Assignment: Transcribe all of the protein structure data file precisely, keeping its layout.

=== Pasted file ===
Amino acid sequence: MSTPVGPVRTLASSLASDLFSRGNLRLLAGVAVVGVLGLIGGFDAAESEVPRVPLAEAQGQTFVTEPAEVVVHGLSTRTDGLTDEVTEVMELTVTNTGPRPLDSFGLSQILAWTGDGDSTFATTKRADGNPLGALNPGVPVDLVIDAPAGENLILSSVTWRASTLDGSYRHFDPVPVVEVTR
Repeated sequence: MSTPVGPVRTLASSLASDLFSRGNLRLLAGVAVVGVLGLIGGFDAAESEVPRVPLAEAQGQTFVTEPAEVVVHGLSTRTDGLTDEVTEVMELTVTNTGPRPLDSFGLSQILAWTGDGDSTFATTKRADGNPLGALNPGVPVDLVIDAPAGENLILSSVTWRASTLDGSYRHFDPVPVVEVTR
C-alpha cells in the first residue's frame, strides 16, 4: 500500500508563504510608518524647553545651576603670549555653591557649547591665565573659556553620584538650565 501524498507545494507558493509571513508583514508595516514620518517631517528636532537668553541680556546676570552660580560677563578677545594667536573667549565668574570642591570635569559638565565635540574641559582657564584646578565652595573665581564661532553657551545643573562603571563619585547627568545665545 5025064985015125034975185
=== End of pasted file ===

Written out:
Amino acid sequence: MSTPVGPVRTLASSLASDLFSRGNLRLLAGVAVVGVLGLIGGFDAAESEVPRVPLAEAQGQTFVTEPAEVVVHGLSTRTDGLTDEVTEVMELTVTNTGPRPLDSFGLSQILAWTGDGDSTFATTKRADGNPLGALNPGVPVDLVIDAPAGENLILSSVTWRASTLDGSYRHFDPVPVVEVTR
Repeated sequence: MSTPVGPVRTLASSLASDLFSRGNLRLLAGVAVVGVLGLIGGFDAAESEVPRVPLAEAQGQTFVTEPAEVVVHGLSTRTDGLTDEVTEVMELTVTNTGPRPLDSFGLSQILAWTGDGDSTFATTKRADGNPLGALNPGVPVDLVIDAPAGENLILSSVTWRASTLDGSYRHFDPVPVVEVTR
C-alpha cells in the first residue's frame, strides 16, 4: 500500500508563504510608518524647553545651576603670549555653591557649547591665565573659556553620584538650565 501524498507545494507558493509571513508583514508595516514620518517631517528636532537668553541680556546676570552660580560677563578677545594667536573667549565668574570642591570635569559638565565635540574641559582657564584646578565652595573665581564661532553657551545643573562603571563619585547627568545665545 5025064985015125034975185